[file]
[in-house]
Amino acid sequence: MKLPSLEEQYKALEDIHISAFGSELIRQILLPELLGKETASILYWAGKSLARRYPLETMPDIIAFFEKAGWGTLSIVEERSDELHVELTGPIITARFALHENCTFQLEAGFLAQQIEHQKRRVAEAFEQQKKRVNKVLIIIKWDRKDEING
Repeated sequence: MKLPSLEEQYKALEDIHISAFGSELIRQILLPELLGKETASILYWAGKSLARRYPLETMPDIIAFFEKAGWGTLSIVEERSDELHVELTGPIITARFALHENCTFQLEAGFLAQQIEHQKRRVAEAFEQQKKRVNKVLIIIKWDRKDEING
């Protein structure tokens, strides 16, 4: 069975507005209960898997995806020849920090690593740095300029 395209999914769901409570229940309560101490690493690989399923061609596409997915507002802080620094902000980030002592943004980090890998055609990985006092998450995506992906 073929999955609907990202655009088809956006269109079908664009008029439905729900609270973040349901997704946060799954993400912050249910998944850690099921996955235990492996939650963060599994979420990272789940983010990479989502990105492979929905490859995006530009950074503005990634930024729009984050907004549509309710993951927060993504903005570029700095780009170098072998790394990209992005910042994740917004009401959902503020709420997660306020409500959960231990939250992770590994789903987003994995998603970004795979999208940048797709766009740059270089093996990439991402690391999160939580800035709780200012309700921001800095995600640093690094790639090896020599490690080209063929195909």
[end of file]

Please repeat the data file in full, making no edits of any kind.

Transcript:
[in-house]
Amino acid sequence: MKLPSLEEQYKALEDIHISAFGSELIRQILLPELLGKETASILYWAGKSLARRYPLETMPDIIAFFEKAGWGTLSIVEERSDELHVELTGPIITARFALHENCTFQLEAGFLAQQIEHQKRRVAEAFEQQKKRVNKVLIIIKWDRKDEING
Repeated sequence: MKLPSLEEQYKALEDIHISAFGSELIRQILLPELLGKETASILYWAGKSLARRYPLETMPDIIAFFEKAGWGTLSIVEERSDELHVELTGPIITARFALHENCTFQLEAGFLAQQIEHQKRRVAEAFEQQKKRVNKVLIIIKWDRKDEING
């Protein structure tokens, strides 16, 4: 069975507005209960898997995806020849920090690593740095300029 395209999914769901409570229940309560101490690493690989399923061609596409997915507002802080620094902000980030002592943004980090890998055609990985006092998450995506992906 073929999955609907990202655009088809956006269109079908664009008029439905729900609270973040349901997704946060799954993400912050249910998944850690099921996955235990492996939650963060599994979420990272789940983010990479989502990105492979929905490859995006530009950074503005990634930024729009984050907004549509309710993951927060993504903005570029700095780009170098072998790394990209992005910042994740917004009401959902503020709420997660306020409500959960231990939250992770590994789903987003994995998603970004795979999208940048797709766009740059270089093996990439991402690391999160939580800035709780200012309700921001800095995600640093690094790639090896020599490690080209063929195909």